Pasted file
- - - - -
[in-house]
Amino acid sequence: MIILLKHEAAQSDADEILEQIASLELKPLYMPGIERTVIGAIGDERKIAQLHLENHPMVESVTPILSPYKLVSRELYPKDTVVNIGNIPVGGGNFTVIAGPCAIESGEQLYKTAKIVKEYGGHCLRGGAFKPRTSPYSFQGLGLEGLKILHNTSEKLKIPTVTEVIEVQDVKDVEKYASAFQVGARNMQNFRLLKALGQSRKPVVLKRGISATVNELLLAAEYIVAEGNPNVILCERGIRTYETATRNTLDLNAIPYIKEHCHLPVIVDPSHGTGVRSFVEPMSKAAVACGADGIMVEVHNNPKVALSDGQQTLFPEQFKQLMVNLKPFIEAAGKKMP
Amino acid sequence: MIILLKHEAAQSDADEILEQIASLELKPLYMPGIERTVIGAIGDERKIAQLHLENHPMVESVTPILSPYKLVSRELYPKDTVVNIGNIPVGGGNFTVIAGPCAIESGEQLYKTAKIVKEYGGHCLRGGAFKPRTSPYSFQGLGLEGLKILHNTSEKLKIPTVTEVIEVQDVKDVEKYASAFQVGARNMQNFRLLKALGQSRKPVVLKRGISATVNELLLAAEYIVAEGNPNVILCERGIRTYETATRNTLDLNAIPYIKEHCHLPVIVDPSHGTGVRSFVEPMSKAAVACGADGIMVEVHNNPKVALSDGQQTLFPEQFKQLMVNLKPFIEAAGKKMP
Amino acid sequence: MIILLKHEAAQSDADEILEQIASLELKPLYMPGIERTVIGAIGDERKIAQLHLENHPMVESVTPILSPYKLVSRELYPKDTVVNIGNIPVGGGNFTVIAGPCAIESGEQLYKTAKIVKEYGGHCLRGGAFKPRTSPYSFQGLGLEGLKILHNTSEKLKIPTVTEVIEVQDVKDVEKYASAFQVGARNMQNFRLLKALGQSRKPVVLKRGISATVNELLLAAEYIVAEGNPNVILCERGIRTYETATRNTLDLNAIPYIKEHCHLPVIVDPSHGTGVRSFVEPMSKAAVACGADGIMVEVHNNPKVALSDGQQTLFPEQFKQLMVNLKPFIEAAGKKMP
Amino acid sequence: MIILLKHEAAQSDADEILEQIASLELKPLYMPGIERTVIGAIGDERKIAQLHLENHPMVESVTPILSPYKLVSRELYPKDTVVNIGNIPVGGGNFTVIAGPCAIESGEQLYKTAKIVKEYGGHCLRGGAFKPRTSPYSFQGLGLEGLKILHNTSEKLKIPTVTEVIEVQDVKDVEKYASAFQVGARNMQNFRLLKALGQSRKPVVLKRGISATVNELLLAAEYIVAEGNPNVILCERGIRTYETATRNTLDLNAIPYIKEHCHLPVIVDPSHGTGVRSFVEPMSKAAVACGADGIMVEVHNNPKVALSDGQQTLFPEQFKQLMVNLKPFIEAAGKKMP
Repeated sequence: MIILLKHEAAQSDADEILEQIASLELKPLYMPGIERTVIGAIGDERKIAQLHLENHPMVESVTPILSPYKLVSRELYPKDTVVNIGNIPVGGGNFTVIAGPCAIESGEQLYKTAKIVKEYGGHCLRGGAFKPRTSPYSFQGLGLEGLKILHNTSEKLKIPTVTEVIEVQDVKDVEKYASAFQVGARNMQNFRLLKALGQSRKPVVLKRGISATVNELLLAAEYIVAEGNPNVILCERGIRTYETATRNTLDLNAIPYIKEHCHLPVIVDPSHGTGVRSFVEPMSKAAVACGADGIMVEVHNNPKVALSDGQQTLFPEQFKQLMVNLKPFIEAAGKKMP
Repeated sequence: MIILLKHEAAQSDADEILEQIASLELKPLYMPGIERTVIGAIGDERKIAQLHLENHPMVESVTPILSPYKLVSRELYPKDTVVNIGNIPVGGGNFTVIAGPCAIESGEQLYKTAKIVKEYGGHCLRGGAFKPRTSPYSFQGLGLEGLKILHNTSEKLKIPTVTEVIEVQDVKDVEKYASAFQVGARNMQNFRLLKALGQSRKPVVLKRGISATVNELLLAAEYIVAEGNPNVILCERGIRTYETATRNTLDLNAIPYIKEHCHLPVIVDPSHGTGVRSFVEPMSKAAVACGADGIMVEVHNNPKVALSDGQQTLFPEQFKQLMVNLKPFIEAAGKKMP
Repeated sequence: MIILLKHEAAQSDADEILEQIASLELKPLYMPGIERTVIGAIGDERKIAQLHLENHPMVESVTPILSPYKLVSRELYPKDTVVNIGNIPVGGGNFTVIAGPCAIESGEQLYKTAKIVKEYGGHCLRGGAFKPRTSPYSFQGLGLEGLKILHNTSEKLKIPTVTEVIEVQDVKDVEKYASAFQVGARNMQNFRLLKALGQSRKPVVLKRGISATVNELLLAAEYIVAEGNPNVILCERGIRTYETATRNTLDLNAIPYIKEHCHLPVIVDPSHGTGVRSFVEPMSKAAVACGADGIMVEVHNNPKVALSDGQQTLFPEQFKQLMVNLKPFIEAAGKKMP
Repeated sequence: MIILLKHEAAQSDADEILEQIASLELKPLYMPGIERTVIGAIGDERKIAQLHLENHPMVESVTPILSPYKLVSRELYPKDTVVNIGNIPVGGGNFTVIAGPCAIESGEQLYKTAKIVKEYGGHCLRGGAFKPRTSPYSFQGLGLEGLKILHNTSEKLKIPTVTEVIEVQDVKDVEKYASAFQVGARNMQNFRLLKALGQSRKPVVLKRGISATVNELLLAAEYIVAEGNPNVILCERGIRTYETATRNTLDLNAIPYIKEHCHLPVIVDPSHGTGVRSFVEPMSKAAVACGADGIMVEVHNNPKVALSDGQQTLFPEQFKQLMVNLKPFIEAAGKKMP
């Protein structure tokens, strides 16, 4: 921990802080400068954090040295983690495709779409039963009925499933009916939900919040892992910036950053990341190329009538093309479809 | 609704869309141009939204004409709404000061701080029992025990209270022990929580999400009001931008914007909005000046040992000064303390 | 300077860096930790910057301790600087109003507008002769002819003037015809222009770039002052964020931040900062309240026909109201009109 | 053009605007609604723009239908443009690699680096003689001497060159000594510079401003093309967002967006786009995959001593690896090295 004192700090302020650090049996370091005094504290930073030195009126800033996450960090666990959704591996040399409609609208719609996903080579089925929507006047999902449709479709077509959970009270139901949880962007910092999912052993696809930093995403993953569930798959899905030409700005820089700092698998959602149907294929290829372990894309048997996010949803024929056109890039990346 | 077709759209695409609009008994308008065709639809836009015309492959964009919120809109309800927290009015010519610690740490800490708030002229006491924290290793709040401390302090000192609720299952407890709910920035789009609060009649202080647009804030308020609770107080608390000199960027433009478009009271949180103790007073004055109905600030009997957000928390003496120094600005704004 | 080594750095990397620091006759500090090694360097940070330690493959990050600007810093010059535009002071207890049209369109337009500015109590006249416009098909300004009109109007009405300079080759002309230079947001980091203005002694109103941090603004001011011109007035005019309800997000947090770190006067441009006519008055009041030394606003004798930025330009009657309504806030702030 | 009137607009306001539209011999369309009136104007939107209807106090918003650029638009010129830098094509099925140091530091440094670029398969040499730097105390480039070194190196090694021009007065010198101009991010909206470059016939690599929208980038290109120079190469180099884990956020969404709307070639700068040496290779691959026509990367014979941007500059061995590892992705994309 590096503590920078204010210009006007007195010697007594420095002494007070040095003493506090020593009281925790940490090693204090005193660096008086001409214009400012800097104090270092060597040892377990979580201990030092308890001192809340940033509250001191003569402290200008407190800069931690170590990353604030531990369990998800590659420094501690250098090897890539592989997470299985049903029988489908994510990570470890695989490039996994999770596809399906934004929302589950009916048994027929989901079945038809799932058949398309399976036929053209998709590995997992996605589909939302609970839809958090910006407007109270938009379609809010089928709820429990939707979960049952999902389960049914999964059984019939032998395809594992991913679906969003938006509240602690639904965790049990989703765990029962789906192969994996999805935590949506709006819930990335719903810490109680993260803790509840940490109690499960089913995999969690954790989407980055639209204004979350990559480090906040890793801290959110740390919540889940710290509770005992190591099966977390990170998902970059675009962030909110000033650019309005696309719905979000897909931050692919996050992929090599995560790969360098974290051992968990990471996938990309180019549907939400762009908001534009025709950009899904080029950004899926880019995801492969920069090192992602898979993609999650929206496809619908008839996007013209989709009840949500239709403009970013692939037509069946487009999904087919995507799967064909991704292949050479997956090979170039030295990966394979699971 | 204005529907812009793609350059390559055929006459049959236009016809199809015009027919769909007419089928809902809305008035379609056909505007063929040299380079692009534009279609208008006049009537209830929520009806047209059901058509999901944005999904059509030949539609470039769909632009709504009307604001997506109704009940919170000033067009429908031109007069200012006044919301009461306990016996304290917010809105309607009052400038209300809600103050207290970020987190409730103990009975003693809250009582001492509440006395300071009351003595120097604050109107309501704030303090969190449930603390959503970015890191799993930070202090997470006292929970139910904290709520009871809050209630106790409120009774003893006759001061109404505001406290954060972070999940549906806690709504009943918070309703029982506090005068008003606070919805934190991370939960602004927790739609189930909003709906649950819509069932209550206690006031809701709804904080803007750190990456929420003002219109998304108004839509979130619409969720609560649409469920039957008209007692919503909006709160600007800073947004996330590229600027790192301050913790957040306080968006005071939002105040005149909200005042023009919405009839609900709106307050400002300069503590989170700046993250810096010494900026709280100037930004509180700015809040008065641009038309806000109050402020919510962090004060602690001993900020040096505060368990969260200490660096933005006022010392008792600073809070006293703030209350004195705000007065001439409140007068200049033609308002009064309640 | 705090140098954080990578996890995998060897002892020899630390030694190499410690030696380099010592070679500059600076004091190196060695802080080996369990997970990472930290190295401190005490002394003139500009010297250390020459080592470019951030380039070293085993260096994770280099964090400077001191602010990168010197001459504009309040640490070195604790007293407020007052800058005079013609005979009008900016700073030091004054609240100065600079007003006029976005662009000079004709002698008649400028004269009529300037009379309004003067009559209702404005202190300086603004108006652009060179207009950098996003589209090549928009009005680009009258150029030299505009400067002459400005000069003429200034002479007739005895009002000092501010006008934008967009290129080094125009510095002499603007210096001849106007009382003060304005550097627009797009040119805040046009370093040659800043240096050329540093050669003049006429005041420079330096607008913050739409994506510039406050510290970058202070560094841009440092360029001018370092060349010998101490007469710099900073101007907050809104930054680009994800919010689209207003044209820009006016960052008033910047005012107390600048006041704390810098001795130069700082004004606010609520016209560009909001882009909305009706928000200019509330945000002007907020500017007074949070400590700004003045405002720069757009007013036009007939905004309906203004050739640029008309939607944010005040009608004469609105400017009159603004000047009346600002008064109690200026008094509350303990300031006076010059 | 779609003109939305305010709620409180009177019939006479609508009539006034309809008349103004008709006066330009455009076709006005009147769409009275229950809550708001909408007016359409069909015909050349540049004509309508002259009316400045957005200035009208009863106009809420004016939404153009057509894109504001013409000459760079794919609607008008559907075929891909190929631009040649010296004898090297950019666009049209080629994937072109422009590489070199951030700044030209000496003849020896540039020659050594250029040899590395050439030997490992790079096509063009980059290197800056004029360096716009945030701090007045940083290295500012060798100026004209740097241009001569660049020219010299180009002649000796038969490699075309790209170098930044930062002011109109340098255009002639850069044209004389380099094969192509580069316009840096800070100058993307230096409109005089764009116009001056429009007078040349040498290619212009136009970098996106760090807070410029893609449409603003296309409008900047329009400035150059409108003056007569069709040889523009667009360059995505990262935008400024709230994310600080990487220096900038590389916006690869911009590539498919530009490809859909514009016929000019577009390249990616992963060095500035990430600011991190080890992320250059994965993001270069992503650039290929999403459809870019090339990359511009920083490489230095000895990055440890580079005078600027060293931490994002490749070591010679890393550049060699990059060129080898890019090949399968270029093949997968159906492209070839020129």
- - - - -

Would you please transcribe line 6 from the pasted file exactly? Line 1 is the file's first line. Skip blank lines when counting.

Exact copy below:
Repeated sequence: MIILLKHEAAQSDADEILEQIASLELKPLYMPGIERTVIGAIGDERKIAQLHLENHPMVESVTPILSPYKLVSRELYPKDTVVNIGNIPVGGGNFTVIAGPCAIESGEQLYKTAKIVKEYGGHCLRGGAFKPRTSPYSFQGLGLEGLKILHNTSEKLKIPTVTEVIEVQDVKDVEKYASAFQVGARNMQNFRLLKALGQSRKPVVLKRGISATVNELLLAAEYIVAEGNPNVILCERGIRTYETATRNTLDLNAIPYIKEHCHLPVIVDPSHGTGVRSFVEPMSKAAVACGADGIMVEVHNNPKVALSDGQQTLFPEQFKQLMVNLKPFIEAAGKKMP